The Met Council said overall virus levels remain low; however, levels of the BA.2 subvariant are rapidly increasing.
ST PAUL, Minn. — EDITOR’S NOTE: The video above originally aired in August 2021.
The Metropolitan Council said it is detecting a slight increase in COVID-19 levels in wastewater in the Twin Cities metro area for the first time in more than two months.
According to data shared on social media, COVID-19 levels flowing into the St. Paul Metro Plant on March 21 were up 15% compared to the previous week. It’s the first increase detected in metro wastewater since early January, at the peak of omicron variant infections in the state.
The Met Council said overall virus levels remain low; however, levels of the BA.2 subvariant are rapidly increasing, now detected at levels four times higher than two weeks ago.
Wastewater testing shows omicron remains the dominant variant, according to the Met Council.
The Met Council began tracking COVID-19 in wastewater early in the pandemic, taking samples from the Metro Plant in St. Paul, then partnering with the University of Minnesota’s Genomics Center to study the prevalence of COVID-19.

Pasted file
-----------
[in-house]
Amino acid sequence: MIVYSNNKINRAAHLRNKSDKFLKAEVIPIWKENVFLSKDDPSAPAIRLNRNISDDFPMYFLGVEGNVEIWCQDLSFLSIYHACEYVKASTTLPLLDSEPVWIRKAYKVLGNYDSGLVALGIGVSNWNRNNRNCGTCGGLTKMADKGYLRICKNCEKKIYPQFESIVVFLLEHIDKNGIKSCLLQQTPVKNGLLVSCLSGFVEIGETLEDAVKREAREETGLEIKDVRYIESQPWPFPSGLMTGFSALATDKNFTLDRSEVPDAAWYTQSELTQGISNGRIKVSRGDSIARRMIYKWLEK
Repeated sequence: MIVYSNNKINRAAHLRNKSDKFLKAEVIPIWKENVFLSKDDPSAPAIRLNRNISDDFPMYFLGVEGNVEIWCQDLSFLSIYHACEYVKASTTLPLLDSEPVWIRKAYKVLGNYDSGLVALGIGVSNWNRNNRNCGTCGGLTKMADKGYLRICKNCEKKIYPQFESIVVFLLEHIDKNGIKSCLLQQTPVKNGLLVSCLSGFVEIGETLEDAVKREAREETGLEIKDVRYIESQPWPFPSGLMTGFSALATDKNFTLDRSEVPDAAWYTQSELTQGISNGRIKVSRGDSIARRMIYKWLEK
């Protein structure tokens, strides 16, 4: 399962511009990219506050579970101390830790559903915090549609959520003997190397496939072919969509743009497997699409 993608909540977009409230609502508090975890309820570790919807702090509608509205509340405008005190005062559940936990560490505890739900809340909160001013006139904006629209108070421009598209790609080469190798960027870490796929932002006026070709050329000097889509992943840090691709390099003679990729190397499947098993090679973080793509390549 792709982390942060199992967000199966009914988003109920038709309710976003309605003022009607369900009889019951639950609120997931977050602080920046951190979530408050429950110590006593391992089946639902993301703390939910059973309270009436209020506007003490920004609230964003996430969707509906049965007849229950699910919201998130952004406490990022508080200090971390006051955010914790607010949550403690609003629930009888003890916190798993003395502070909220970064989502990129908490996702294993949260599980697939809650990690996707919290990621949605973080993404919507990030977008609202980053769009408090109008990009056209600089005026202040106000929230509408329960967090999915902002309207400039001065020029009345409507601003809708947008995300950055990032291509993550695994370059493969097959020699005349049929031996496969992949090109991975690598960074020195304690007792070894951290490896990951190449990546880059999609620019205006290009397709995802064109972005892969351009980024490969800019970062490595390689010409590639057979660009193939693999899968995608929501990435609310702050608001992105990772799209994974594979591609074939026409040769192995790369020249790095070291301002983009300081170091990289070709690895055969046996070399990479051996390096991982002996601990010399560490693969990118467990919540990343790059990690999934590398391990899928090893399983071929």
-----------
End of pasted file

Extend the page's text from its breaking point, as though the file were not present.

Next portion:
Last summer, Steven Balogh, a research scientist at the Metropolitan Wastewater Plant in St. Paul, told KARE 11’s Breaking the News that 1.95 million people send the plant their wastewater every day. “All of our treatment plants collect a daily, 24-hour, composite sample, so we know what’s coming into our plant. We see the whole picture,” Balogh said.
Similar testing has also been happening in a large portion of wastewater facilities across the state during the last year, thanks to the network developed by the University of Minnesota Medical School.
“We’re sampling 65% of the population of the state twice a week with this technique,” said Dr. Tim Schacker, vice dean of research for the University of Minnesota Medical School.
Wastewater sampling helped the University of Minnesota and the Minnesota Department of Health track the emergence of the delta variant more than a week before it showed up in testing last summer. Earlier this year, the sewage data helped chart the rapid rise of the omicron variant.
The wastewater tracking data is available to view online.
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